Borrowing to invest within your SMSF

Self Managed Superannuation Funds (SMSFs) open up a whole new world of investment opportunities for your retirement savings, including direct property. But what if you simply don’t have enough money in super to buy an asset outright?

Traditionally, you may have had to consider borrowing the balance yourself and then becoming joint owner of the investment with your super fund. Perhaps this would have been set up through a trust structure to give you flexibility later on.

However, nowadays SMSFs can borrow money directly to help purchase investments such as direct property and shares. As with any SMSF investment, for this to be allowed, strict criteria must first be met.

Compliance is essential

The burgeoning growth in SMSFs combined with low interest rates has encouraged more SMSF owners to invest in property. It is imperative Super Funds comply with the borrowing rules, specifically:

  • Only commercial property or residential property used for investment purposes can be purchased and these transactions need to be made at “arm’s length” on a strictly commercial basis.
  • Any property must be purchased as a single asset.
  • Loans used for purchasing property need to be made on a non-recourse basis.
  • The property title must be held in the name of the trustee of a Bare Trust, not the trustee of the SMSF or any member of the SMSF.

How it might work

We will use a case study to demonstrate how this might work for small business owners.

Owners of CSJ Architects, Craig and Sarah James, currently lease their business premises. They want to buy the premises but with their current home mortgage, they don’t have the available money to do so.

Craig and Sarah’s SMSF has a balance of $430,000. They are interested in how they can use some of these savings to purchase the premises (valued at $500,000) and build up a sound asset in their Fund.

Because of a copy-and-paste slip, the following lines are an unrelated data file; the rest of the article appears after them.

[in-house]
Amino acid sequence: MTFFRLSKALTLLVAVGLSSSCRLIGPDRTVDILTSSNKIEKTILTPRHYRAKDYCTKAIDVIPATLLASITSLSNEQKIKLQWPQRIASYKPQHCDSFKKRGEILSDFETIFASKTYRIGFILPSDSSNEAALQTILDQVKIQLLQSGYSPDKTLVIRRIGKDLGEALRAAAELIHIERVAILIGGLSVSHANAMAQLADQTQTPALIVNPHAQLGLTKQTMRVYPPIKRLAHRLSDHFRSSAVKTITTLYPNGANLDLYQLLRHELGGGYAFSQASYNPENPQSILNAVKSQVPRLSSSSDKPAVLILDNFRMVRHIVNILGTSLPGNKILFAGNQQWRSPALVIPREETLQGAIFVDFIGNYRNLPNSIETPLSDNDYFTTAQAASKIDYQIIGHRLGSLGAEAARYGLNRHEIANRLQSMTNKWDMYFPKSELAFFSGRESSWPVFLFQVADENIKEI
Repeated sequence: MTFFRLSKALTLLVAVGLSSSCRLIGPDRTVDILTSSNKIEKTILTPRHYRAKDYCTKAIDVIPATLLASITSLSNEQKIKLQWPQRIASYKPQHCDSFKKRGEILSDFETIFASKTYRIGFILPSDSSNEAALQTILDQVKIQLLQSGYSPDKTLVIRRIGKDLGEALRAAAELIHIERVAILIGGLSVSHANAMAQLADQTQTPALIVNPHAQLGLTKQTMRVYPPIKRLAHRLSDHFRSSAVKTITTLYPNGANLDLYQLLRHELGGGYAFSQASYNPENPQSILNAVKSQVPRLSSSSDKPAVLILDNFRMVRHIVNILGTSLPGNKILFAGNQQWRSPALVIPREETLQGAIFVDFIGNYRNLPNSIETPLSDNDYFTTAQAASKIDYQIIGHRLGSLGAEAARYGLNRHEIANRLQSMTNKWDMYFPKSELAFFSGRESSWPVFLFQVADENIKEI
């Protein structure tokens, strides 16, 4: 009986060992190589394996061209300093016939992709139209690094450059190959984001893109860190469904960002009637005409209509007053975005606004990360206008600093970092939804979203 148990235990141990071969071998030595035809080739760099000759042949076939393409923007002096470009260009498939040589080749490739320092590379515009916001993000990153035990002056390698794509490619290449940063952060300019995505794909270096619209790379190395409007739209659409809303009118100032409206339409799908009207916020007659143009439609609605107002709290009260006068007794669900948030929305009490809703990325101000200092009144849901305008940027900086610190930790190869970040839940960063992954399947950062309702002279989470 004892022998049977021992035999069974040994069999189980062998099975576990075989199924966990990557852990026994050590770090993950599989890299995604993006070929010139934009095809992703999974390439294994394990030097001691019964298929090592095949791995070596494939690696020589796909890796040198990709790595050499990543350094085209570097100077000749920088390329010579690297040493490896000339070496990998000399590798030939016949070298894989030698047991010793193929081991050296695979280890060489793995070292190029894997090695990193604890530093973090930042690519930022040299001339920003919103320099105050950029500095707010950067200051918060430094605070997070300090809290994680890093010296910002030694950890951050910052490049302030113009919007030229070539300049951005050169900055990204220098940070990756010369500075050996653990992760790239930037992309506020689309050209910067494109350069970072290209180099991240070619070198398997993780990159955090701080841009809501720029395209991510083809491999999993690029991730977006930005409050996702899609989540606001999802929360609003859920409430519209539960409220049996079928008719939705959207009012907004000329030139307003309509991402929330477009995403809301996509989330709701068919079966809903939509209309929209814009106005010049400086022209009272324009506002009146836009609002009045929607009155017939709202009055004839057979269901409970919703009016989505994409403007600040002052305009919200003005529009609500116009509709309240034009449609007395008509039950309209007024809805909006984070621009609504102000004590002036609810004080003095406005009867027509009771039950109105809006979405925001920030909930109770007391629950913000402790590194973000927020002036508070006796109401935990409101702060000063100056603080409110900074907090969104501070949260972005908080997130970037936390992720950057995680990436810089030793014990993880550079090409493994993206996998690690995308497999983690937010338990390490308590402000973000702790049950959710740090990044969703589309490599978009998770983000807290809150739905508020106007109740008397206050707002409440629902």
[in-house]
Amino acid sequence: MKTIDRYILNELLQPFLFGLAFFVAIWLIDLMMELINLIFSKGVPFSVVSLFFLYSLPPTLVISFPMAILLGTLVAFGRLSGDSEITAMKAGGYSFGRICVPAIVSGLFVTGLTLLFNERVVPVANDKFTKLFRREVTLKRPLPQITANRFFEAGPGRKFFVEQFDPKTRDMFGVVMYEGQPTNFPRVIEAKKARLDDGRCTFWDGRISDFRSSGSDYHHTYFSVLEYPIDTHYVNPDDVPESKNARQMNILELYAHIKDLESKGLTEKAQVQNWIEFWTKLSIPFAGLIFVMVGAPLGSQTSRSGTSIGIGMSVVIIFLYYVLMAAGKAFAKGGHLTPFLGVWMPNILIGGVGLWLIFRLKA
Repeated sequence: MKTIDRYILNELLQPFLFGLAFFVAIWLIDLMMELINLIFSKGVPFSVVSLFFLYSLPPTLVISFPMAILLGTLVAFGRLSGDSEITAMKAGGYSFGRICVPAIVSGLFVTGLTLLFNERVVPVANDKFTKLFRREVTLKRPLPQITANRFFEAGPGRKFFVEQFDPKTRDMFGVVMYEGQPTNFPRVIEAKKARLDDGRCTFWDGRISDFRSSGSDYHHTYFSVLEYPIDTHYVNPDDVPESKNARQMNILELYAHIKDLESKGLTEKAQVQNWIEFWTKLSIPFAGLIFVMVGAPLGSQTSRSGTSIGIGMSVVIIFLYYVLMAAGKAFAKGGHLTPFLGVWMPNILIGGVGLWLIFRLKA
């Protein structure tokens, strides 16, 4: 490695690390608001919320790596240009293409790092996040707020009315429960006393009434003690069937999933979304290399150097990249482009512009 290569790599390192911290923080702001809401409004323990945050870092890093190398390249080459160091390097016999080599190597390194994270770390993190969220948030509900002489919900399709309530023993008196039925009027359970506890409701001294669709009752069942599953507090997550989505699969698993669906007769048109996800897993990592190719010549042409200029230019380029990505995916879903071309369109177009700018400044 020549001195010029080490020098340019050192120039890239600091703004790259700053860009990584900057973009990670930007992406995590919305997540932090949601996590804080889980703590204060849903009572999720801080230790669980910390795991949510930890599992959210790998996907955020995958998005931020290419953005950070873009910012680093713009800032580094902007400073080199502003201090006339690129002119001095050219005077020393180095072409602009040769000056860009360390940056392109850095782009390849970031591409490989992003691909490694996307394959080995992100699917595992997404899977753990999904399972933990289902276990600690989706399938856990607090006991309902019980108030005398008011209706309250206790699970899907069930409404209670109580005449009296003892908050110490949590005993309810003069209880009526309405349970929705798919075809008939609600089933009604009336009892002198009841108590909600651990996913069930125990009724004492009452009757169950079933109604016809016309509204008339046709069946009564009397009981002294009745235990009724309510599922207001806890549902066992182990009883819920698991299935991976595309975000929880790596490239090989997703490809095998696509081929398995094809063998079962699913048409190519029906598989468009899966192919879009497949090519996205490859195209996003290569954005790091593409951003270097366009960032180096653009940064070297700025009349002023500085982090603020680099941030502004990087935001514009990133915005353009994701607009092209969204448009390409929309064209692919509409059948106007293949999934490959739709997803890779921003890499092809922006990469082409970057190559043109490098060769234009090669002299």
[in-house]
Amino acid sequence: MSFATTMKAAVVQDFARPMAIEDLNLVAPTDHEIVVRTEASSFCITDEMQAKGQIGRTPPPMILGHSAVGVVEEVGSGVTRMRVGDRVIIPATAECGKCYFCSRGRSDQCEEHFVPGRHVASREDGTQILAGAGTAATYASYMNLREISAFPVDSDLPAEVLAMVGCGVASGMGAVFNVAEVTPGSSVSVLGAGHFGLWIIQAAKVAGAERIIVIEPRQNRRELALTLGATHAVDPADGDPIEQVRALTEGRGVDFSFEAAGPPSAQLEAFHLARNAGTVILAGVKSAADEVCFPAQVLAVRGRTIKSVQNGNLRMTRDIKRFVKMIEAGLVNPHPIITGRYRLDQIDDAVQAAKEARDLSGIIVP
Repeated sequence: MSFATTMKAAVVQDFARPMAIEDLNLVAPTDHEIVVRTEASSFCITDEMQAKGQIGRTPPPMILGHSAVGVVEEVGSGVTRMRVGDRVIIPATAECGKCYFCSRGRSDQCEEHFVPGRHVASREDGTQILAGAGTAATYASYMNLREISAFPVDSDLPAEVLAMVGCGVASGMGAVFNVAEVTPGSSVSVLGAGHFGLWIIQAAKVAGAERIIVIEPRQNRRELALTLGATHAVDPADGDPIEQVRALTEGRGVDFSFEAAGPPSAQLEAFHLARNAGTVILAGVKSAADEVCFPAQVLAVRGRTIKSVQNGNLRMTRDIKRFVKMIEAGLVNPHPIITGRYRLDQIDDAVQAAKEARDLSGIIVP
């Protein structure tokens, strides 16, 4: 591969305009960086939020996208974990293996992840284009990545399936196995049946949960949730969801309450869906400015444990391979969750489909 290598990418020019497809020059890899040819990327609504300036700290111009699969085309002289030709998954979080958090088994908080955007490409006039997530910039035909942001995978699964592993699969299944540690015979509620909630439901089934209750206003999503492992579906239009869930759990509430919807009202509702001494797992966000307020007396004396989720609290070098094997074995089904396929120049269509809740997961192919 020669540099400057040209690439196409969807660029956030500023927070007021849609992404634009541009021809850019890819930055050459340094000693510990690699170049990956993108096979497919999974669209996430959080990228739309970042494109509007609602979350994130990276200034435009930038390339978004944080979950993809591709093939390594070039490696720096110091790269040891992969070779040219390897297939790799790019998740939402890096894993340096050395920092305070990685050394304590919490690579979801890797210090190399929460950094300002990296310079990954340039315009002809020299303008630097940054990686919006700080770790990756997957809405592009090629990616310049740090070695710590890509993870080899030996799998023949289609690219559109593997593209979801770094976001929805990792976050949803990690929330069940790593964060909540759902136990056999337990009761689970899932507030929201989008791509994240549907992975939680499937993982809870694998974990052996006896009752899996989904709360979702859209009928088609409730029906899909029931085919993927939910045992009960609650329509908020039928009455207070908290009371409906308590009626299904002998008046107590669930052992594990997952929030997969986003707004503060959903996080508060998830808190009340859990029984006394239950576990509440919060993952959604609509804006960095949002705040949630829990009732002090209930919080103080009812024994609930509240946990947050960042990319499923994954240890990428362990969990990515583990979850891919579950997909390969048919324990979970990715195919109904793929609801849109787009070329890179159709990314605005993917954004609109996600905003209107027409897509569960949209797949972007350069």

Can their SMSF borrow?

In this example, one of the benefits of investing through their SMSF is that the couple can use a portion of their existing superannuation balance as a deposit on the purchase of the business premises.

On these types of loans, banks are not likely to lend up to 80% or 90% of the property value as with normal investment loans, it is likely to be no more that 65%.

Here, the SMSF has borrowed $200,000 from the bank to make up the difference between the James’ deposit of $300,000 (60%) from their super fund and the purchase price of the premises. Over time, the SMSF will use rental income, plus super contributions received from Craig and Sarah, to repay the debt to the bank.

The remainder of their SMSF balance is invested across other asset classes to meet their Fund’s investment strategy.

Other Important Factors

While there are several benefits of holding business premises in your SMSF, there are also other important factors to consider.

For the James’, there’s the preservation (or “restricted access”) of super fund monies to consider. Rent that is paid to the SMSF might not be accessible until Craig and Sarah retire and each reaches their preservation age.

Loan repayments must be made from their SMSF which means their fund must always have sufficient liquidity or cash flow to meet the loan repayments.

Importantly, Craig and Sarah need to put in place contingency planning which considers what the Fund would do in the event of unforeseen personal circumstances, or potential risks that could result in making the loan repayments difficult to meet.  A change in circumstances may necessitate the forced sale of assets which may, depending on the prevailing market conditions, result in a loss of superannuation assets.

Like Craig and Sarah, the decision you make depends on your financial circumstances and arrangements. Don’t get caught up in all the marketing hype. Always consult a qualified SMSF adviser to ensure your fund has the most appropriate structure and investments for your retirement

Related Post:

What’s involved in running a Self Managed Super Fund (SMSF)?

Related Video:

Superannuation Advice: What are the benefits? from Prime Financial Group on Vimeo.

Disclaimer: This information has been prepared by Primestock Securities Limited ABN 67 089 676 068, AFSL 239180 (“Prime”). Prime accepts no obligation to correct or update the information or opinions in it. This information does not take into account your objectives, financial situation or needs. Before acting on this information, you should consider whether it is appropriate to your situation. It is recommended that you obtain financial, legal and taxation advice before making any financial investment decision. Prime is bound by the Australian Privacy Principles for the handling of personal information.


A unique and personal service approach and support for all your business advisory and personal wealth management needs

Request a consultation

A unique and personal service approach to support all your business advisory and personal wealth management needs.

Request a consultation